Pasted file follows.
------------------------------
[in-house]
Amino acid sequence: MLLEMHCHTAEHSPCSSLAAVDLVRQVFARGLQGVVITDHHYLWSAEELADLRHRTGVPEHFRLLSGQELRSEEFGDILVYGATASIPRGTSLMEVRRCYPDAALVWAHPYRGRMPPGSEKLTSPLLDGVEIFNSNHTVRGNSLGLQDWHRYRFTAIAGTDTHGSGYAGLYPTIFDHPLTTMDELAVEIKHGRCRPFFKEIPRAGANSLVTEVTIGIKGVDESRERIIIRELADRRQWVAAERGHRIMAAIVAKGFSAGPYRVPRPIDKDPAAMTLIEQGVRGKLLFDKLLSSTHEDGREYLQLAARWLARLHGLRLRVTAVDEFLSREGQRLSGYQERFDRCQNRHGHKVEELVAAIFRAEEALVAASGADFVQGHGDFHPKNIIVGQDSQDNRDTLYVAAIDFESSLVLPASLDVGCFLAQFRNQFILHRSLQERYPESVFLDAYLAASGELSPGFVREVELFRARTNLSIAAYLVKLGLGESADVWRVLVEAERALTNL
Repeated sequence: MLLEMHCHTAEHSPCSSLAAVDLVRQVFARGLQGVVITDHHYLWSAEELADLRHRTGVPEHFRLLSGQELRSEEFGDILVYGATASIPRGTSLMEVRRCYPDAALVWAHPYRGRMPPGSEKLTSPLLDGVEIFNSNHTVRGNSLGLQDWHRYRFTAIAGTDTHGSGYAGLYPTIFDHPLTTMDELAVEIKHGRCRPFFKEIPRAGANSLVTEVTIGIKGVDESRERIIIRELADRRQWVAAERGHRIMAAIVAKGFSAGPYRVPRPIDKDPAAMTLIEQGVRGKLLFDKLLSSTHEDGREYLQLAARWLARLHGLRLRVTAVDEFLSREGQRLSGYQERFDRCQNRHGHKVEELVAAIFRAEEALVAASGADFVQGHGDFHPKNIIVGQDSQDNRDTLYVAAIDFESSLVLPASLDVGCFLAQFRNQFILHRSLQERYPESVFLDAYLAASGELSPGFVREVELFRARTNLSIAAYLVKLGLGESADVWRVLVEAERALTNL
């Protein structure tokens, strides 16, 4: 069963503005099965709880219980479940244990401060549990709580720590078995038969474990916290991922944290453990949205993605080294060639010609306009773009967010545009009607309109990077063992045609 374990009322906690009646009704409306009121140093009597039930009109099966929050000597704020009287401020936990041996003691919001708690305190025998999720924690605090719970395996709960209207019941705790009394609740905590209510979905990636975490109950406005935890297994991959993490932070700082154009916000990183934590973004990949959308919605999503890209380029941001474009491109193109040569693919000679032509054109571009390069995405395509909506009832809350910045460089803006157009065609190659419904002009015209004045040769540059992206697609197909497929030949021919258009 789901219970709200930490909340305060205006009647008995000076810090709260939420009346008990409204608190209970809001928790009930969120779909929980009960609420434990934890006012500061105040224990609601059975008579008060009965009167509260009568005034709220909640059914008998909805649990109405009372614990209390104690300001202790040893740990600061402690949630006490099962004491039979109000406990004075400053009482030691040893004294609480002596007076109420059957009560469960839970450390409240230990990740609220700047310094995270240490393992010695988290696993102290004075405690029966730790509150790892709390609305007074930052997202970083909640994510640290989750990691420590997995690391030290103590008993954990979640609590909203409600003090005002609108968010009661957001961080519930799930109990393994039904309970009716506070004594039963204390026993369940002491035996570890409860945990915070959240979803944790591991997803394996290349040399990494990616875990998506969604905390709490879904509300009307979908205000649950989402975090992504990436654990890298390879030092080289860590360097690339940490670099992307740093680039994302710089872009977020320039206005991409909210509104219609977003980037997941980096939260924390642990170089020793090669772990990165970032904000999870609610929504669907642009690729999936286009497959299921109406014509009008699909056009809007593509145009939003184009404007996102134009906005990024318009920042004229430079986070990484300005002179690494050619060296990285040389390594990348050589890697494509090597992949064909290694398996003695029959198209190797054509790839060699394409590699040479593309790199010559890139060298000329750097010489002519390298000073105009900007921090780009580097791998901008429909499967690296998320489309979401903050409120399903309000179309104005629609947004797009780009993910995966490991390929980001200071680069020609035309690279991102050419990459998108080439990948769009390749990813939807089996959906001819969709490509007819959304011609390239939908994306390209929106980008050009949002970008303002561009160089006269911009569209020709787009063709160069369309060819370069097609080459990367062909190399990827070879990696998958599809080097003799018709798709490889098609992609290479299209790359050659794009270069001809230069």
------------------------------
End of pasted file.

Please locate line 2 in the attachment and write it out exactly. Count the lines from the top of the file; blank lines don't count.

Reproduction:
Amino acid sequence: MLLEMHCHTAEHSPCSSLAAVDLVRQVFARGLQGVVITDHHYLWSAEELADLRHRTGVPEHFRLLSGQELRSEEFGDILVYGATASIPRGTSLMEVRRCYPDAALVWAHPYRGRMPPGSEKLTSPLLDGVEIFNSNHTVRGNSLGLQDWHRYRFTAIAGTDTHGSGYAGLYPTIFDHPLTTMDELAVEIKHGRCRPFFKEIPRAGANSLVTEVTIGIKGVDESRERIIIRELADRRQWVAAERGHRIMAAIVAKGFSAGPYRVPRPIDKDPAAMTLIEQGVRGKLLFDKLLSSTHEDGREYLQLAARWLARLHGLRLRVTAVDEFLSREGQRLSGYQERFDRCQNRHGHKVEELVAAIFRAEEALVAASGADFVQGHGDFHPKNIIVGQDSQDNRDTLYVAAIDFESSLVLPASLDVGCFLAQFRNQFILHRSLQERYPESVFLDAYLAASGELSPGFVREVELFRARTNLSIAAYLVKLGLGESADVWRVLVEAERALTNL